If they aren’t willing to pay the legally mandated 30% on your salary, do not expect them to pay you for planning, grading or commuting. It just won’t happen. I plan pretty quickly but you should add about 10 hours a week to my schedule for planning and grading (that’s 58.5 hours between teaching, commuting and planning/grading). Some of my friends needed double that time to plan. (After a few weeks it does get pretty easy to plan, though. You can repeat lessons and archive them for future use.)

High Teacher Turnover

Teacher turnover is ridiculously high. Emergency subbing is a daily reality. In two months at New Learning Academy we lost over 15 teachers. It was a nightmare for the Academic Coordinator and the remaining teachers. (Add 5-10 extra hours to my schedule above to account for subbed classes, 68.5 hours in total). We lost so many for 3 reasons. First, because of the rampant corruption at our academy. Secondly, many people quickly realized that San Jose is not the paradise that they imagined for themselves. Thirdly, flaky teachers.

A lot of people come to Costa Rica to explore and have incredible vacations first and teach English second. Therefore, you’ll see teachers come and go in a matter of weeks. This is true across the board and regardless of academy (although I imagine it’s not so much the case at places that help you with a work visa).

Unreliable Students

If you know anything about Costa Rican culture, you know that Ticos are notoriously flaky (ask any Tico!). That goes double for students. When students do show up to class, they are a blast. I’ve never had better students. Unfortunately, it’s pretty common for only half of your class to show up. This is extremely frustrating because it can mess up your entire lesson plan or make a 3-hour class drag on forever.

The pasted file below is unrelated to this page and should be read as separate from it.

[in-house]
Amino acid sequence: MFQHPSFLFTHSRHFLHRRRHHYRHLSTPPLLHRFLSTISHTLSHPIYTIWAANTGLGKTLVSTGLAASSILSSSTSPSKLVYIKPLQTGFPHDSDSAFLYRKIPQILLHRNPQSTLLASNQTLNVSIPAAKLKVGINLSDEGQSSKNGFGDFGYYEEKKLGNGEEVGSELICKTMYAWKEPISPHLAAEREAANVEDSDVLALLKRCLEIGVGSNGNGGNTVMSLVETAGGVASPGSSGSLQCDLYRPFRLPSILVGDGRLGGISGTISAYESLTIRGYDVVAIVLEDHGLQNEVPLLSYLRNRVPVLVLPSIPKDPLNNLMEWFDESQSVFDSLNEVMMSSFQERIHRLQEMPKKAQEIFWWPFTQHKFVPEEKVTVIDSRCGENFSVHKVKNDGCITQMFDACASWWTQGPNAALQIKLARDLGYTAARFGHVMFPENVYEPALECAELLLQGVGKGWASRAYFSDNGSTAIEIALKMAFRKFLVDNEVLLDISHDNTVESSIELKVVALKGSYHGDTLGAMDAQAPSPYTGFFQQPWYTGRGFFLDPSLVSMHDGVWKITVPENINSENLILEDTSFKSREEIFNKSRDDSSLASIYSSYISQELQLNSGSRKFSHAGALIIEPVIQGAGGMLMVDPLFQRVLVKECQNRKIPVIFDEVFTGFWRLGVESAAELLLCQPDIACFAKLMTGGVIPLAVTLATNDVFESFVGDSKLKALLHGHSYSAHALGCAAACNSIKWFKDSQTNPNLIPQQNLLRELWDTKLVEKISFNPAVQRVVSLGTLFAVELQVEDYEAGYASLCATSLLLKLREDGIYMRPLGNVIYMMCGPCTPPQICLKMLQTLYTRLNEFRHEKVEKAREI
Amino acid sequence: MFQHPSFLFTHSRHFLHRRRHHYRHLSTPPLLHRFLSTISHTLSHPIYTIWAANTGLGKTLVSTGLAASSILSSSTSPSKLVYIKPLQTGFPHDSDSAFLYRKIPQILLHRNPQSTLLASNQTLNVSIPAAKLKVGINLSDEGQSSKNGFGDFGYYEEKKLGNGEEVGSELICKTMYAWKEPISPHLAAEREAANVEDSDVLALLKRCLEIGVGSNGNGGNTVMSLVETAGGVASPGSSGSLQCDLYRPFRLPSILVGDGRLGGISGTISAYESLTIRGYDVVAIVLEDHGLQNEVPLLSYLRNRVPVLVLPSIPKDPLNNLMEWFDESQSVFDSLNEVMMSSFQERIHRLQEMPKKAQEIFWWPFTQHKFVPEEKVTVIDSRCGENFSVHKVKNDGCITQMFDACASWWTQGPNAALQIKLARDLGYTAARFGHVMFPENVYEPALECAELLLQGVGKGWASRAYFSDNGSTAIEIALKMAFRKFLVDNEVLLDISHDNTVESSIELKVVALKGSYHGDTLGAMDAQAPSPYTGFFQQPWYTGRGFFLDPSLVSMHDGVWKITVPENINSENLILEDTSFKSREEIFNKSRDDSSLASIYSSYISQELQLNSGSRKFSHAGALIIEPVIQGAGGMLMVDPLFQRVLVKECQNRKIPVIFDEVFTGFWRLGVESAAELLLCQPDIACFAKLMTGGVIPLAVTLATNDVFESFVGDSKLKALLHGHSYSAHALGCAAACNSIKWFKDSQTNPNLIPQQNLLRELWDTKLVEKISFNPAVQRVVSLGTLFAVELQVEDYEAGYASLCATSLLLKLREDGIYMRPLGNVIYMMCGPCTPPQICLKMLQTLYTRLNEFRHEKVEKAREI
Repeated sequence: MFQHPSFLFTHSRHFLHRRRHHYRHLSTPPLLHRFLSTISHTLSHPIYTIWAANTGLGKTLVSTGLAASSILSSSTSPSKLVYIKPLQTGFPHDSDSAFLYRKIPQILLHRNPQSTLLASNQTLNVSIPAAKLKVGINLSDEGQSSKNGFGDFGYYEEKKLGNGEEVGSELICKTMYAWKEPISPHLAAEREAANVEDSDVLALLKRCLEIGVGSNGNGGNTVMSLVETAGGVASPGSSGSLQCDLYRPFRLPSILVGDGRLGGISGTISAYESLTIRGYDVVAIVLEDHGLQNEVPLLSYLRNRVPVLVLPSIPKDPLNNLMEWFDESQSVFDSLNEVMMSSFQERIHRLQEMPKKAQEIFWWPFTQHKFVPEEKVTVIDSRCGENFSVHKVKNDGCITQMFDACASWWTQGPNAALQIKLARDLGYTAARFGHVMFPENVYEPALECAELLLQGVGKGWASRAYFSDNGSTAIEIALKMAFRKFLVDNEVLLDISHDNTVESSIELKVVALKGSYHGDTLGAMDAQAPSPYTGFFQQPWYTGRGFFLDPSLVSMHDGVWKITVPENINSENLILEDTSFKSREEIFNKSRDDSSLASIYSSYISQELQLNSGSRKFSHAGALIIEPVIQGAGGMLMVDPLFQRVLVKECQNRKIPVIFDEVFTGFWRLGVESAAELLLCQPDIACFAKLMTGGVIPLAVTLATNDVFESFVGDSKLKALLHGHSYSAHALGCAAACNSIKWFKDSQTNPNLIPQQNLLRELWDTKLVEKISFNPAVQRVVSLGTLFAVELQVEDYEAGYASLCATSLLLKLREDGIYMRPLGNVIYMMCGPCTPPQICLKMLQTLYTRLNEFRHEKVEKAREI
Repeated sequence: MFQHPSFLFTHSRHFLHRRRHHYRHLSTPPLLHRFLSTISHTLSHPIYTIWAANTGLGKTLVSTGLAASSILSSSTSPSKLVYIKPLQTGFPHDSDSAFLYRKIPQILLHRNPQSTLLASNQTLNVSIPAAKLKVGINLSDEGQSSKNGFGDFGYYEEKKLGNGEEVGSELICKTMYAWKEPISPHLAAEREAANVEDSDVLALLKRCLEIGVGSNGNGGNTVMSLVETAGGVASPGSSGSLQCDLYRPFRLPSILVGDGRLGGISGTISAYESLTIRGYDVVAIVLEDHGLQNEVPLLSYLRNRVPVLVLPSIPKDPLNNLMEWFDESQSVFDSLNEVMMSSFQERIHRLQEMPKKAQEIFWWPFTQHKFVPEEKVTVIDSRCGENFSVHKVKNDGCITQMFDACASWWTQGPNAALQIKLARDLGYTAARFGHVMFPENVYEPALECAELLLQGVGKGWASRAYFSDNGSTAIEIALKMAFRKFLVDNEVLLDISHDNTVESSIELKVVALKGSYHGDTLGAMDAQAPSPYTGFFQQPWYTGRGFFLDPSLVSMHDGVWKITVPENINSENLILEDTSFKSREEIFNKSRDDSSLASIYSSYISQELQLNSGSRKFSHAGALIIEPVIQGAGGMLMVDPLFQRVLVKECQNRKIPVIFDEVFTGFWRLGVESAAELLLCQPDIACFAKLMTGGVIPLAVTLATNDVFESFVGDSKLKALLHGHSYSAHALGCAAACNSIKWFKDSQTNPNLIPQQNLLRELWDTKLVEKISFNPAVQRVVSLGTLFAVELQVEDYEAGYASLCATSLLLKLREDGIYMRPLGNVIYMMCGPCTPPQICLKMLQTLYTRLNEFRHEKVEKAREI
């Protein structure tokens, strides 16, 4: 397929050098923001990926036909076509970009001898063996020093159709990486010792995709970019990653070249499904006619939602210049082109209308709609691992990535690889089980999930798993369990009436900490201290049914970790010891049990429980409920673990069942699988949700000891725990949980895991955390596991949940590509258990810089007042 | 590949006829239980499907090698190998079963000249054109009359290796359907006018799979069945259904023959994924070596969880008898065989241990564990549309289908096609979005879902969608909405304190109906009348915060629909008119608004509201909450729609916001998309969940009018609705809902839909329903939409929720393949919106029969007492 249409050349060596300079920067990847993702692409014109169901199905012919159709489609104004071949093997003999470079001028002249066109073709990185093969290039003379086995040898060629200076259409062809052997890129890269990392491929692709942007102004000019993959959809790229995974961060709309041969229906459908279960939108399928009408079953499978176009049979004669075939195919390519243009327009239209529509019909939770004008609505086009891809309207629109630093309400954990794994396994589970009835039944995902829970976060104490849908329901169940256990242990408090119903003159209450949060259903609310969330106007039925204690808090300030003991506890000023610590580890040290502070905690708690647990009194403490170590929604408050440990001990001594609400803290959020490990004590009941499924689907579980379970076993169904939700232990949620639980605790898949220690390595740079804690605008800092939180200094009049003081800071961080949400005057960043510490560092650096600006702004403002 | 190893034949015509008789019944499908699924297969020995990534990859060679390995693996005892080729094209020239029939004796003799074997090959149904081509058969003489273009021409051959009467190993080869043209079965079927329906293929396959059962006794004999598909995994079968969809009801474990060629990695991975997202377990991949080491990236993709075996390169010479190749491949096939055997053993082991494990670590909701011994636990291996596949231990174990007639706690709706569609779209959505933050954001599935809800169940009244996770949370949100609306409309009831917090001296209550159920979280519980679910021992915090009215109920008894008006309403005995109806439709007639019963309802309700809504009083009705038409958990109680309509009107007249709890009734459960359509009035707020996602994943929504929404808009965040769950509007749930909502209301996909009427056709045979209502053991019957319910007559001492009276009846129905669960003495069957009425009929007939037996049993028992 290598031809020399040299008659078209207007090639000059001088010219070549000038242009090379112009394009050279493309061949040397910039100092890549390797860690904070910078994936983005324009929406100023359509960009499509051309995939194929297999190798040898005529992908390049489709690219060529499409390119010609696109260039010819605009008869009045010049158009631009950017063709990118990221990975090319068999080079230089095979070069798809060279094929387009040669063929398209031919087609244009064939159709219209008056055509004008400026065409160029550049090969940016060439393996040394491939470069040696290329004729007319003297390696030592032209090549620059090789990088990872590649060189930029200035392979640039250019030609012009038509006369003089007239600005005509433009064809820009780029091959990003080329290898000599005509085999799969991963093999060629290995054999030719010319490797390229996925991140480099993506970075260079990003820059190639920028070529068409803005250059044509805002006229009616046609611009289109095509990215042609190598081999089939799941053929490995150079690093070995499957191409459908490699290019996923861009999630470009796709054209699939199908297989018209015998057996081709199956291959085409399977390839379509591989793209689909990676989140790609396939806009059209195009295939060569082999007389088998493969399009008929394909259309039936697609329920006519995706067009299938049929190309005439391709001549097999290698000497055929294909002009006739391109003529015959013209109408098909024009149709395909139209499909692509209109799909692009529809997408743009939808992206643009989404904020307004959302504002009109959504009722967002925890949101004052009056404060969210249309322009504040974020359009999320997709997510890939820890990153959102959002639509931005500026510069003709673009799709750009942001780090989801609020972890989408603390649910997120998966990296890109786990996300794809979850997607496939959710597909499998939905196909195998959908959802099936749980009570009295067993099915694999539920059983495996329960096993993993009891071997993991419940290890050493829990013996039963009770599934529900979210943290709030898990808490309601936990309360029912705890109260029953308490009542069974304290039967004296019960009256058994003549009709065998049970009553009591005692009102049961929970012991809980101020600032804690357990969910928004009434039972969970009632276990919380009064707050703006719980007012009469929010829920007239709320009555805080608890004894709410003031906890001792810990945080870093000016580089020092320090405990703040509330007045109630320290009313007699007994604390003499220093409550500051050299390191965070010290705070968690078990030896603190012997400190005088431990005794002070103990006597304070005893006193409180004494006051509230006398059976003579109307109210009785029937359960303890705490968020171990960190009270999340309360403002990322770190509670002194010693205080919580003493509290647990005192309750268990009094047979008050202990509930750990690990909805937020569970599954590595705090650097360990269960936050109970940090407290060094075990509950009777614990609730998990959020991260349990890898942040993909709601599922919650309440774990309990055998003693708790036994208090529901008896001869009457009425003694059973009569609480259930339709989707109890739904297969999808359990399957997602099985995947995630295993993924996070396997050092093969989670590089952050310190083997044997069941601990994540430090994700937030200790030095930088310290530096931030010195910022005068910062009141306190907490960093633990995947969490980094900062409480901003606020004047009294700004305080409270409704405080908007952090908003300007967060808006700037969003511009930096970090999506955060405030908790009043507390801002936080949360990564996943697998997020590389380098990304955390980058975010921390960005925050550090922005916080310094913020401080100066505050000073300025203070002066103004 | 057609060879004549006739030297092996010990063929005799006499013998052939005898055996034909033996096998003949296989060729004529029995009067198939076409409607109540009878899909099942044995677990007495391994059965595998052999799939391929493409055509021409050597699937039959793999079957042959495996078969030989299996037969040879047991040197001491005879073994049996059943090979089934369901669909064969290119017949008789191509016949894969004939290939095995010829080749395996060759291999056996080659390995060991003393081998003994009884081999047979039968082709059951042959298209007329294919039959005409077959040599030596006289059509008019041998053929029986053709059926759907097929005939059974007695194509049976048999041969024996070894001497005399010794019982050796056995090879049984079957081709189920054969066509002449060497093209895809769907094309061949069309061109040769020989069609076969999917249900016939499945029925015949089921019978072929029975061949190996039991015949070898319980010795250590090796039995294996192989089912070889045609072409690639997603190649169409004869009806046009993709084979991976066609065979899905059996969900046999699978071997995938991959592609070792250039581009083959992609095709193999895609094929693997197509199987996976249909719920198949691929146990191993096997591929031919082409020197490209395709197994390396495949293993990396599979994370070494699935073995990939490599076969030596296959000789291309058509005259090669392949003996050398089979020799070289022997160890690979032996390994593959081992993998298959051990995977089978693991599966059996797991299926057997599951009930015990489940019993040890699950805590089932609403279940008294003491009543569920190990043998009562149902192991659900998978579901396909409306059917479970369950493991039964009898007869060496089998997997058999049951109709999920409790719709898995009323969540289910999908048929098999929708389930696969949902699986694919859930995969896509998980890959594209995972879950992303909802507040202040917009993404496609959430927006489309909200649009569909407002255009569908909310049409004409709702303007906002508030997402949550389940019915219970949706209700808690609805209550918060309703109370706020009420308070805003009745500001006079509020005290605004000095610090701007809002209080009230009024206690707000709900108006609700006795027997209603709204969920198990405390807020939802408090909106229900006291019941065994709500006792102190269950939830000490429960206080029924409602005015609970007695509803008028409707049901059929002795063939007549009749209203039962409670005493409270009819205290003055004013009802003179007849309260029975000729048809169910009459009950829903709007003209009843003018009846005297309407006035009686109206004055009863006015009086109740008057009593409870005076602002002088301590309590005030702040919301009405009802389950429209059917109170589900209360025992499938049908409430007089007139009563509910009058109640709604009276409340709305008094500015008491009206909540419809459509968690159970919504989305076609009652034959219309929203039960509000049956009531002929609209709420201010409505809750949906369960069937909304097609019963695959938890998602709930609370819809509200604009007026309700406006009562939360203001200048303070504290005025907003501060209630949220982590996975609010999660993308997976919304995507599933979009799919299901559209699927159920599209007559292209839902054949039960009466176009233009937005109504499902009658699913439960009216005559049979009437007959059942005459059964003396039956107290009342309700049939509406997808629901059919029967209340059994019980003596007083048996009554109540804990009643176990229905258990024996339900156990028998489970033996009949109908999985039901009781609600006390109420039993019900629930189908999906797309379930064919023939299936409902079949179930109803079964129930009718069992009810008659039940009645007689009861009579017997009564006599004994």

If you’re relying on private lessons, it can be a disaster because paying the rent might depend on students showing up. If you plan to teach on your own, be ready with a contract that either requires students to pay ahead of time and/or has a clause about paying for missed classes if they don’t notify you on time.

You’re Disposable

If you’re teaching for most academies you should get used to the idea that you are disposable. There are always more teachers looking for work, you’re working illegally so you don’t have employee rights and they aren’t losing a lot of money training you. It’s ironic because the academies expect a lot from you—bad teachers won’t keep the students coming back. They want creative and fresh lesson plans and fast, measurable results. When I got offered the full-time job I offered to stay at New Learning and teach evening classes because we had recently lost over a dozen teachers in eight weeks but the owner was furious that I wanted to leave at all and said no.


Ashley Erin in South Dakota

My friend Erin (left), who I met teaching in Costa Rica, visiting me in South Dakota

In Sum

All the negative aspects of teaching English in Costa Rica aside, I don’t resent my time teaching here at all. I made amazing friends that I still talk to everyday, met lots of cool Ticos and learned how to live independently in a foreign country. I’ve even encouraged friends and students to teach here despite some of the bad experiences. Teaching opened a lot of doors for me and helped me decide what I want to do with my life.  Having beaches, mountains and waterfalls right at my fingertips is just an added bonus.

 


 

Ashley Ashley McKeown is a 25 year-old Editor for My Costa Rica from South Dakota in the United States. After studying Spanish and International Studies at the University of South Dakota she moved to San Jose, Costa Rica to teach English and learn Spanish. She stopped teaching English to work for a printing and packing company as a bilingual Customer Service/Executive Assistant before starting at My Costa Rica. Ashley loves writing, yoga and marching band.